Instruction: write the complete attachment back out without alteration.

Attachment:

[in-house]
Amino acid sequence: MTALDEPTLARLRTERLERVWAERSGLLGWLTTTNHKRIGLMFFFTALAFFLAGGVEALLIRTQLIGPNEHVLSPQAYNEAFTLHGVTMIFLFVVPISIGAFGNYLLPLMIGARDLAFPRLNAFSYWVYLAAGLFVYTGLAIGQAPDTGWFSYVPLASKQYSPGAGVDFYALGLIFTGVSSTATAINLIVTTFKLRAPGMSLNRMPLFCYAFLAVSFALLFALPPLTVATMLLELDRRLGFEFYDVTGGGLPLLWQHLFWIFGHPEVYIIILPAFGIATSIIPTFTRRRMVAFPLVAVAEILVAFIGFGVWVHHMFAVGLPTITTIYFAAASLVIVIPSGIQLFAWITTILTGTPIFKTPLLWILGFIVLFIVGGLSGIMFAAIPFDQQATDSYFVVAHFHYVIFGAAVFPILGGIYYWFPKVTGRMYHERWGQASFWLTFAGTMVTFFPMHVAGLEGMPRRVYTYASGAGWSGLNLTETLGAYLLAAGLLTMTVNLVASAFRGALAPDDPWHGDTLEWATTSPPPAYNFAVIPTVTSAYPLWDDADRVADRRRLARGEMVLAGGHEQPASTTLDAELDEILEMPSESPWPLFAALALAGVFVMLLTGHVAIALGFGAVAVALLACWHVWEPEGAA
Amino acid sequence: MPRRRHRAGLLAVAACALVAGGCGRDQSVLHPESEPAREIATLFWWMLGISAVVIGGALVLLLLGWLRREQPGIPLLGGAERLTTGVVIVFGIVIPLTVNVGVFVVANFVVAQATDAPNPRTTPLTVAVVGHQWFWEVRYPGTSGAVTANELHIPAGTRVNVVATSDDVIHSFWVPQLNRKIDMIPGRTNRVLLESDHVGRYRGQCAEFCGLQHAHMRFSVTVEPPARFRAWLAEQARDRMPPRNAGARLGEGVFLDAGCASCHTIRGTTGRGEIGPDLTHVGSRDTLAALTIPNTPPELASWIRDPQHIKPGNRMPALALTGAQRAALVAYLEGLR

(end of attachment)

[in-house]
Amino acid sequence: MTALDEPTLARLRTERLERVWAERSGLLGWLTTTNHKRIGLMFFFTALAFFLAGGVEALLIRTQLIGPNEHVLSPQAYNEAFTLHGVTMIFLFVVPISIGAFGNYLLPLMIGARDLAFPRLNAFSYWVYLAAGLFVYTGLAIGQAPDTGWFSYVPLASKQYSPGAGVDFYALGLIFTGVSSTATAINLIVTTFKLRAPGMSLNRMPLFCYAFLAVSFALLFALPPLTVATMLLELDRRLGFEFYDVTGGGLPLLWQHLFWIFGHPEVYIIILPAFGIATSIIPTFTRRRMVAFPLVAVAEILVAFIGFGVWVHHMFAVGLPTITTIYFAAASLVIVIPSGIQLFAWITTILTGTPIFKTPLLWILGFIVLFIVGGLSGIMFAAIPFDQQATDSYFVVAHFHYVIFGAAVFPILGGIYYWFPKVTGRMYHERWGQASFWLTFAGTMVTFFPMHVAGLEGMPRRVYTYASGAGWSGLNLTETLGAYLLAAGLLTMTVNLVASAFRGALAPDDPWHGDTLEWATTSPPPAYNFAVIPTVTSAYPLWDDADRVADRRRLARGEMVLAGGHEQPASTTLDAELDEILEMPSESPWPLFAALALAGVFVMLLTGHVAIALGFGAVAVALLACWHVWEPEGAA
Amino acid sequence: MPRRRHRAGLLAVAACALVAGGCGRDQSVLHPESEPAREIATLFWWMLGISAVVIGGALVLLLLGWLRREQPGIPLLGGAERLTTGVVIVFGIVIPLTVNVGVFVVANFVVAQATDAPNPRTTPLTVAVVGHQWFWEVRYPGTSGAVTANELHIPAGTRVNVVATSDDVIHSFWVPQLNRKIDMIPGRTNRVLLESDHVGRYRGQCAEFCGLQHAHMRFSVTVEPPARFRAWLAEQARDRMPPRNAGARLGEGVFLDAGCASCHTIRGTTGRGEIGPDLTHVGSRDTLAALTIPNTPPELASWIRDPQHIKPGNRMPALALTGAQRAALVAYLEGLR